Friday, 29 February 2008

Independent Foreign Fiction Prize

No surprises here then, at least not for German readers. The shortlist for the Independent Foreign Fiction Prize is out, accompanied by a rousing article by Boyd Tonkin, who I think has done more for translated literature in the British public eye than almost anyone else. The prize celebrates writing in translation and the people behind it, with the 10,000 pounds prize money shared between the authors and translators. And of course stickers on the books.

Tonkin writes:

Yes, the British book trade should translate more; yes, translators deserve a better deal; and yes, fiction from outside the Anglosphere can meet too much of the sort of prejudice that would outrage young Castorp {a character in another shortlisted book- kjd}. Still, a little celebration might be in order too. The dedicated translators and publishers (often from independent firms) who bring the best of the world's fiction to these shores have helped contribute to another golden age of cross-cultural interchange.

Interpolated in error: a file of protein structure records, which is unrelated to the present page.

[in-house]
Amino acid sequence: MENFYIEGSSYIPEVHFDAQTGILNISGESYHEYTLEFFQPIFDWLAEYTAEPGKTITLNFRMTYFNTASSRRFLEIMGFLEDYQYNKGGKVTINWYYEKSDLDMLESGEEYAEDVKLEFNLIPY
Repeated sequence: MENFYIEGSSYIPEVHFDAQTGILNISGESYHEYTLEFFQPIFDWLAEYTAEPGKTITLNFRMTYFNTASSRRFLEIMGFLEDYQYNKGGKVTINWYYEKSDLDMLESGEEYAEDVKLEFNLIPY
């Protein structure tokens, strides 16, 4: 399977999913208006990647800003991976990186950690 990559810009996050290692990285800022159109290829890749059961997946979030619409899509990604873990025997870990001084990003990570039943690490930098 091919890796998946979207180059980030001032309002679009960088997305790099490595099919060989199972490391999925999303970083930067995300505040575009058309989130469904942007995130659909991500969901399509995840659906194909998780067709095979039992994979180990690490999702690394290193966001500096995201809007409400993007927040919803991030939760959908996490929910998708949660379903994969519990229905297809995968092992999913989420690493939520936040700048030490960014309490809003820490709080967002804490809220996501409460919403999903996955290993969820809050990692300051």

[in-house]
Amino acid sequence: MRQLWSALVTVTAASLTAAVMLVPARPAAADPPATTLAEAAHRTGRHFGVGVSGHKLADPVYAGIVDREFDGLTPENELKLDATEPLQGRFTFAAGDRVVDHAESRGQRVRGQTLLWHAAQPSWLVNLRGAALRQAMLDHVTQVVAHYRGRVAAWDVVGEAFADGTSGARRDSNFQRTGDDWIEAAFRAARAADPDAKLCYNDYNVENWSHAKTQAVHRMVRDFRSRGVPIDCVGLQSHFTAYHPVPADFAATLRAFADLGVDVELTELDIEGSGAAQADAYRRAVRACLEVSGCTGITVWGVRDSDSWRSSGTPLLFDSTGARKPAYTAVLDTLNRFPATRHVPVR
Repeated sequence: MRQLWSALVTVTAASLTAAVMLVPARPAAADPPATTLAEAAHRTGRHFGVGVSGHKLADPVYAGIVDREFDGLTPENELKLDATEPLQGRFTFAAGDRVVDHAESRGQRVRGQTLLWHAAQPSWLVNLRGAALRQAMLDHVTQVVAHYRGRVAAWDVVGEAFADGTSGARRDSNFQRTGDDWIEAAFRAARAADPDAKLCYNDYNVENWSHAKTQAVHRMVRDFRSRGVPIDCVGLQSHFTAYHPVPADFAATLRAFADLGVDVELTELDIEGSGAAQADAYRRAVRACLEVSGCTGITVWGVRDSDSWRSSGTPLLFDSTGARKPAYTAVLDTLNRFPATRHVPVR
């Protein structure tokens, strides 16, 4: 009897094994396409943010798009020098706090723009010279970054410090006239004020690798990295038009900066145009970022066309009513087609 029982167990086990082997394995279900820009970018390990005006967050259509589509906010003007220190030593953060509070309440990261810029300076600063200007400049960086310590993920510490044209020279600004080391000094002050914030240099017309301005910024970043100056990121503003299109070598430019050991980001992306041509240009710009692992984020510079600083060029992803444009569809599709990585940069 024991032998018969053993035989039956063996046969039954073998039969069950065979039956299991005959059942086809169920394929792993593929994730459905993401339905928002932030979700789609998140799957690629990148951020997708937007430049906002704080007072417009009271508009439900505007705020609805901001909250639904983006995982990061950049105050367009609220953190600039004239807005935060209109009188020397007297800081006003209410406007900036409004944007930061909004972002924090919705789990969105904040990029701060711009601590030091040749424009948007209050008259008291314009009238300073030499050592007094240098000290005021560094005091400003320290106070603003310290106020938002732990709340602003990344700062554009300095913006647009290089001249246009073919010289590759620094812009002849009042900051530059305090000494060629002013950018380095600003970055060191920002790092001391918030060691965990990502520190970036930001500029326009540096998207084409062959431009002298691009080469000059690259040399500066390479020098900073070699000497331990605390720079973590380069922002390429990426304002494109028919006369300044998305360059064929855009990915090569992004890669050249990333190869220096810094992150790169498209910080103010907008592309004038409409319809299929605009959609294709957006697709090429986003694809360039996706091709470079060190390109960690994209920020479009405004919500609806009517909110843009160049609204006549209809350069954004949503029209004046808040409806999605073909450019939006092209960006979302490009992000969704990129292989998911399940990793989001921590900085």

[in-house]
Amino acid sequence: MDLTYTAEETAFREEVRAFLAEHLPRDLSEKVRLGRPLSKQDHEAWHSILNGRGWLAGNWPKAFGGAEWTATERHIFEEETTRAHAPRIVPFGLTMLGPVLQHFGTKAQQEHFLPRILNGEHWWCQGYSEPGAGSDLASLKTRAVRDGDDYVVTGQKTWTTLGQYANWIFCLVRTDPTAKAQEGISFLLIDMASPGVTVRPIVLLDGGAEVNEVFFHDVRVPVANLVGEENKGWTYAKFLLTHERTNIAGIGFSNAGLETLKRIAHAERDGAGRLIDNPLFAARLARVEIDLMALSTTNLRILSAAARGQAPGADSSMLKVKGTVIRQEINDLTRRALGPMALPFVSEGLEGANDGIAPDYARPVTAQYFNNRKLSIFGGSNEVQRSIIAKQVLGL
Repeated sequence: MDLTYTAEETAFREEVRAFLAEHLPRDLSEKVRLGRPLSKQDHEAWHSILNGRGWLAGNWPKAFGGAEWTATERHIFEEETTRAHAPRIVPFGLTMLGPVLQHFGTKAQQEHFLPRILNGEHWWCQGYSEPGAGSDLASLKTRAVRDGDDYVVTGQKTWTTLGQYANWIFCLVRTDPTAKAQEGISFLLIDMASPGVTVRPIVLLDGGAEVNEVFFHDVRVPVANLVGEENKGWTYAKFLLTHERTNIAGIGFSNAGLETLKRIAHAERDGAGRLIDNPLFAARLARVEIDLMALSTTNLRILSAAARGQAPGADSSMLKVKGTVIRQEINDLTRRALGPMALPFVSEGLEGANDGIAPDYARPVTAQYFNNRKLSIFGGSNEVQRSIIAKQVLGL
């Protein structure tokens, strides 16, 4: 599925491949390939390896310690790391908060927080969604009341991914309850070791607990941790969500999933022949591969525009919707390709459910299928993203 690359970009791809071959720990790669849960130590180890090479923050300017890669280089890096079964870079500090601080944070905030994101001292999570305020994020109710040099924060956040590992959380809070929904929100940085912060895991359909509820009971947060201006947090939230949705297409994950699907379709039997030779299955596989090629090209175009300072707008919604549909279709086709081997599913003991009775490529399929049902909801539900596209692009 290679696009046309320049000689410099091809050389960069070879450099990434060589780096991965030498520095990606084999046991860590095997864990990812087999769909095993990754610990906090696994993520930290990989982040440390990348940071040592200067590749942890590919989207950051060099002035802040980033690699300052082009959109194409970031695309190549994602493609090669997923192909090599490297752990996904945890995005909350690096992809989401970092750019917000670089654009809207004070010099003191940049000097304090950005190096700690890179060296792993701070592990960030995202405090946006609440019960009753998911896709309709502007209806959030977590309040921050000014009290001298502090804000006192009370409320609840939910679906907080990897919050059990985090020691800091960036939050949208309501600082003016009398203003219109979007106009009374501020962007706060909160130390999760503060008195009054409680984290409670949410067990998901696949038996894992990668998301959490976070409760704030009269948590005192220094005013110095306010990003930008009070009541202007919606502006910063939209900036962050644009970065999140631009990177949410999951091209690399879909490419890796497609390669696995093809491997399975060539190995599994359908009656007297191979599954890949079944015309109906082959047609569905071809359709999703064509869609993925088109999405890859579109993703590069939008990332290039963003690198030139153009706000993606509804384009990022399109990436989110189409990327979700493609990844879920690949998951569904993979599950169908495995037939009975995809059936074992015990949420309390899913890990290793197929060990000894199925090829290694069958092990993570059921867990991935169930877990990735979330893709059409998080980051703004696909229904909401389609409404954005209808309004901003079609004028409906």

And guess what, Daniel Kehlmann's Measuring the World is on the shortlist. Now I have to say right away that I haven't read it. Unlike everyone else in the German-speaking world, it would seem. It just didn't really appeal to me I'm afraid. But I did attend a seminar at the VdÜ summer get-together, in which we looked at Carol Brown Janeway's translation. Strangely enough, the German natives liked it and the English-speakers didn't. I felt it was rather dull, replacing Kehlmann's colourful verbs with things like "put" and "do". But there you go. The prize isn't about comparing the original and the translation, and the book seems to have enough merits of its own to leap this slight hurdle nonetheless. I wish Kehlmann and Janeway luck.

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